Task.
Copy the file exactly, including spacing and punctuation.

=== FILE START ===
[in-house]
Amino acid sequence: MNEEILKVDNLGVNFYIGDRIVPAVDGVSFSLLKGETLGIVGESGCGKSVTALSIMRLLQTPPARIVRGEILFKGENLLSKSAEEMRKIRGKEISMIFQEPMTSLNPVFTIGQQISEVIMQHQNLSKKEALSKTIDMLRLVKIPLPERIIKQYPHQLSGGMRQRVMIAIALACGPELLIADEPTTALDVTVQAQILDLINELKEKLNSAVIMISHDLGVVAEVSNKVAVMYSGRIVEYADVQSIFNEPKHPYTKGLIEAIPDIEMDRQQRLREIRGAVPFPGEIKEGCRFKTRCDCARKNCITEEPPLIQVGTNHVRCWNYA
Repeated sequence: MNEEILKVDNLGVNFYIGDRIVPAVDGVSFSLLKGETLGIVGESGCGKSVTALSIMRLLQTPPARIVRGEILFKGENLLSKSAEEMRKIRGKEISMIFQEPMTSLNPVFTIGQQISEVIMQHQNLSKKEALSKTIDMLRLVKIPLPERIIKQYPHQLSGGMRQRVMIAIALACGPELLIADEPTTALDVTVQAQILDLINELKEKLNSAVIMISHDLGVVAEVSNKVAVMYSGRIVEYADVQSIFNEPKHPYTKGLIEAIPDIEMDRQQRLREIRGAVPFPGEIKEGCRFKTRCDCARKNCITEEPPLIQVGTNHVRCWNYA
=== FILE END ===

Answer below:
[in-house]
Amino acid sequence: MNEEILKVDNLGVNFYIGDRIVPAVDGVSFSLLKGETLGIVGESGCGKSVTALSIMRLLQTPPARIVRGEILFKGENLLSKSAEEMRKIRGKEISMIFQEPMTSLNPVFTIGQQISEVIMQHQNLSKKEALSKTIDMLRLVKIPLPERIIKQYPHQLSGGMRQRVMIAIALACGPELLIADEPTTALDVTVQAQILDLINELKEKLNSAVIMISHDLGVVAEVSNKVAVMYSGRIVEYADVQSIFNEPKHPYTKGLIEAIPDIEMDRQQRLREIRGAVPFPGEIKEGCRFKTRCDCARKNCITEEPPLIQVGTNHVRCWNYA
Repeated sequence: MNEEILKVDNLGVNFYIGDRIVPAVDGVSFSLLKGETLGIVGESGCGKSVTALSIMRLLQTPPARIVRGEILFKGENLLSKSAEEMRKIRGKEISMIFQEPMTSLNPVFTIGQQISEVIMQHQNLSKKEALSKTIDMLRLVKIPLPERIIKQYPHQLSGGMRQRVMIAIALACGPELLIADEPTTALDVTVQAQILDLINELKEKLNSAVIMISHDLGVVAEVSNKVAVMYSGRIVEYADVQSIFNEPKHPYTKGLIEAIPDIEMDRQQRLREIRGAVPFPGEIKEGCRFKTRCDCARKNCITEEPPLIQVGTNHVRCWNYA